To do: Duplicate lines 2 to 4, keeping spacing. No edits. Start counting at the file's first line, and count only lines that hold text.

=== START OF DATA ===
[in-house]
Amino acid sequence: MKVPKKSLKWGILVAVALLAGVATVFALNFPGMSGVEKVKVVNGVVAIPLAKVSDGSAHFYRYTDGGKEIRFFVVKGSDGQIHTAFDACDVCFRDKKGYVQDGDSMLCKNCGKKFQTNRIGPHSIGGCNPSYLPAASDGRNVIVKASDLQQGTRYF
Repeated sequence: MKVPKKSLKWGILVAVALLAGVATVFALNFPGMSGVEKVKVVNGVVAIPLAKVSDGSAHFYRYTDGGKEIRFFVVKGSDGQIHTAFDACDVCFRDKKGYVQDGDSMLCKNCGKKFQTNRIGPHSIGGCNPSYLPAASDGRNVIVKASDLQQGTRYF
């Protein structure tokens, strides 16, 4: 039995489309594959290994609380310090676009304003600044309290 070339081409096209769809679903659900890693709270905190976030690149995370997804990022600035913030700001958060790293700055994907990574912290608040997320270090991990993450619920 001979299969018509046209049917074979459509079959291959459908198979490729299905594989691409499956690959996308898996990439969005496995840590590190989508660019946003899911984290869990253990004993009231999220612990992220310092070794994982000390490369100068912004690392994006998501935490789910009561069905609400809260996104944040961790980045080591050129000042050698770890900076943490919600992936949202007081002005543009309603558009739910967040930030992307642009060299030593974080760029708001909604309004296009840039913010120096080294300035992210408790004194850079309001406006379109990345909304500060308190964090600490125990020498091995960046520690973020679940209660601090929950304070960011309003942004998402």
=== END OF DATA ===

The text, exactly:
Amino acid sequence: MKVPKKSLKWGILVAVALLAGVATVFALNFPGMSGVEKVKVVNGVVAIPLAKVSDGSAHFYRYTDGGKEIRFFVVKGSDGQIHTAFDACDVCFRDKKGYVQDGDSMLCKNCGKKFQTNRIGPHSIGGCNPSYLPAASDGRNVIVKASDLQQGTRYF
Repeated sequence: MKVPKKSLKWGILVAVALLAGVATVFALNFPGMSGVEKVKVVNGVVAIPLAKVSDGSAHFYRYTDGGKEIRFFVVKGSDGQIHTAFDACDVCFRDKKGYVQDGDSMLCKNCGKKFQTNRIGPHSIGGCNPSYLPAASDGRNVIVKASDLQQGTRYF
């Protein structure tokens, strides 16, 4: 039995489309594959290994609380310090676009304003600044309290 070339081409096209769809679903659900890693709270905190976030690149995370997804990022600035913030700001958060790293700055994907990574912290608040997320270090991990993450619920 001979299969018509046209049917074979459509079959291959459908198979490729299905594989691409499956690959996308898996990439969005496995840590590190989508660019946003899911984290869990253990004993009231999220612990992220310092070794994982000390490369100068912004690392994006998501935490789910009561069905609400809260996104944040961790980045080591050129000042050698770890900076943490919600992936949202007081002005543009309603558009739910967040930030992307642009060299030593974080760029708001909604309004296009840039913010120096080294300035992210408790004194850079309001406006379109990345909304500060308190964090600490125990020498091995960046520690973020679940209660601090929950304070960011309003942004998402």